CTIC Conservation in Action Tour Draws 130+ to Chesapeake Bay
About 130 farmers, agency staffers, soil and water conservation district personnel, environmental and agribusiness leaders, and others gathered on the shores of the Chesapeake Bay for CTIC’s “Bringing Back the Bay” Conservation in Action Tour July 10 and 11.
The Chesapeake Bay has become the proving ground for a wide range of best management practices (BMPs) designed to protect the fragile system from excess nutrients and sediments flowing in from a 64,000-square-mile watershed that reaches all the way into New York State. Area farmers have become experts in managing nutrients at every level, from applying manure and commercial fertilizer to minimizing runoff from their fields.
In addition to perspectives on innovative practices from a range of crop, dairy and poultry producers, Conservation in Action Tour participants heard from Hoopers Island Oyster Company co-founder Johnny Shockley and Oyster Recovery Partnership fisheries scientist Julie Reichert-Nguyen. The shellfish experts described not only how agricultural practices impact oyster fisheries in the Bay, but also how oysters play a role in reducing nutrient levels in the system and could be managed in conjunction with other water-protecting BMPs. Agricultural advisor Kelly Shenk of U.S. EPA tied together the broad spectrum of stakeholders in the Chesapeake Bay watershed.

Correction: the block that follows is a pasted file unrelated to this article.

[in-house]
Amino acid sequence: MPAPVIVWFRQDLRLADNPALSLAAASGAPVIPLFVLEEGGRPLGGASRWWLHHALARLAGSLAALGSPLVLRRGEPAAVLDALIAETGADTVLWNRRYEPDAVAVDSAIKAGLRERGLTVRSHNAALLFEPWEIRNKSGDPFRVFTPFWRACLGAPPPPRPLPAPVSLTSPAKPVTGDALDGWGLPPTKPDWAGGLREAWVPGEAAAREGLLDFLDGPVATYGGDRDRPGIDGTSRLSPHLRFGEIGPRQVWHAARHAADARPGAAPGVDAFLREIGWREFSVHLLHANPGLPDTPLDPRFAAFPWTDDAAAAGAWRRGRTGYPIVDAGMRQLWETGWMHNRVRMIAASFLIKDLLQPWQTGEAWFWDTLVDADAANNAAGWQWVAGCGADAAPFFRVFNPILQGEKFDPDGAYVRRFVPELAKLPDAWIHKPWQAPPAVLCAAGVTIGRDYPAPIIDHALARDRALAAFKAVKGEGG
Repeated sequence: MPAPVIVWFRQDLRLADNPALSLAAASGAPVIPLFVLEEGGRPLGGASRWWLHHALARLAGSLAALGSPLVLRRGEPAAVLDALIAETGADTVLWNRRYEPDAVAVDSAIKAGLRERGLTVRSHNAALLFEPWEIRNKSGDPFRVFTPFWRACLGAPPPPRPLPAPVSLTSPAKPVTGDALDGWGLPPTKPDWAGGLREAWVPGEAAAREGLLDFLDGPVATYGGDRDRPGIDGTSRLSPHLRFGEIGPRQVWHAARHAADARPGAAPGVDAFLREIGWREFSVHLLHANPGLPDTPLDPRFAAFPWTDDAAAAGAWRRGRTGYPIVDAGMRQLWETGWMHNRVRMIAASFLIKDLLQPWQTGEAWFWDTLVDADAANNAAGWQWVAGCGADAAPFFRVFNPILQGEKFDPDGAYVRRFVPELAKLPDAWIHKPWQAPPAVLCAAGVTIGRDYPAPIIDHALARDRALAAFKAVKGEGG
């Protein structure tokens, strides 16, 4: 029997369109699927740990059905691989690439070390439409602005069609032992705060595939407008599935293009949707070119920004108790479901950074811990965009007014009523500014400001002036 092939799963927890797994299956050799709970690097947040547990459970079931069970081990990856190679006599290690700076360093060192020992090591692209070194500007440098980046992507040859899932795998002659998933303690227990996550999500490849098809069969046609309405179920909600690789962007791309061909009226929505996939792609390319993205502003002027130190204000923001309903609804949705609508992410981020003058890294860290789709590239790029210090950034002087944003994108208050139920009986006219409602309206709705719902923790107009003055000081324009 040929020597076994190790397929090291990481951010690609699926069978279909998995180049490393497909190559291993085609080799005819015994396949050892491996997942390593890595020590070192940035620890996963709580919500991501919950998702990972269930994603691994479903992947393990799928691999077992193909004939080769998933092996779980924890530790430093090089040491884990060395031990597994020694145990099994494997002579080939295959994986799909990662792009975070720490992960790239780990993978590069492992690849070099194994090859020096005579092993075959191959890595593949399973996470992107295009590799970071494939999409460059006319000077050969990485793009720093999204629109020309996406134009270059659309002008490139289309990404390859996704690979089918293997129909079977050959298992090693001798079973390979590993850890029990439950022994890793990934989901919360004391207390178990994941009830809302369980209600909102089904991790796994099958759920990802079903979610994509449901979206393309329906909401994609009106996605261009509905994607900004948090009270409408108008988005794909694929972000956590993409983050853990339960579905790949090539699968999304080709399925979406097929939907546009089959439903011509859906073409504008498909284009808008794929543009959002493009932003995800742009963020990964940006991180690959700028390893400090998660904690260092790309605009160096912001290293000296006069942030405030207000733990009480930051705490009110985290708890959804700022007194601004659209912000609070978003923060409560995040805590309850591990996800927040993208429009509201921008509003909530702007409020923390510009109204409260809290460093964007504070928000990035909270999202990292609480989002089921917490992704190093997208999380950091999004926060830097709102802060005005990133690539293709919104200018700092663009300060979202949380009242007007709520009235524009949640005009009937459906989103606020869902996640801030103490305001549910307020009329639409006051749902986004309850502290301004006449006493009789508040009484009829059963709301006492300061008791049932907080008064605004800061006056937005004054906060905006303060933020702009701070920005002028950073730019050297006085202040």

Chip and Jason Councell—the 10th and 11th generation on their family farm on Maryland’s Eastern Shore—shared their conservation ethic as well as their consumer-focused marketing program, while Bobby and Kyle Hutchison demonstrated how they live up to the sign in their office that reads, “Maryland Farmers Protect the Bay Every Day” on their diversified grain and vegetable operation.
Even the relatively new site of the tour dinner, the 2015-vintage Triple Creek Winery, is rooted in five generations of local farming by the Spies family. With deep roots in the community and the eyes of Washington—and the world—focused on the Bay’s recovery, the farmers and fishermen of Maryland’s Eastern Shore are pushing conservation into a new era. Next year’s Conservation in Action Tour—CTIC’s 12th annual—will be held in the Des Moines area. Watch www.ctic.org/CIATours for details so you can mark your calendar and join us!
Conservation in Action Tour participants fill the Chesapeake Bay Environmental Center.
Conservation in Action Tours provide a close-up look at BMPs.
Alex Echols of Ecosystem Services Exchange describes controlled drainage management systems.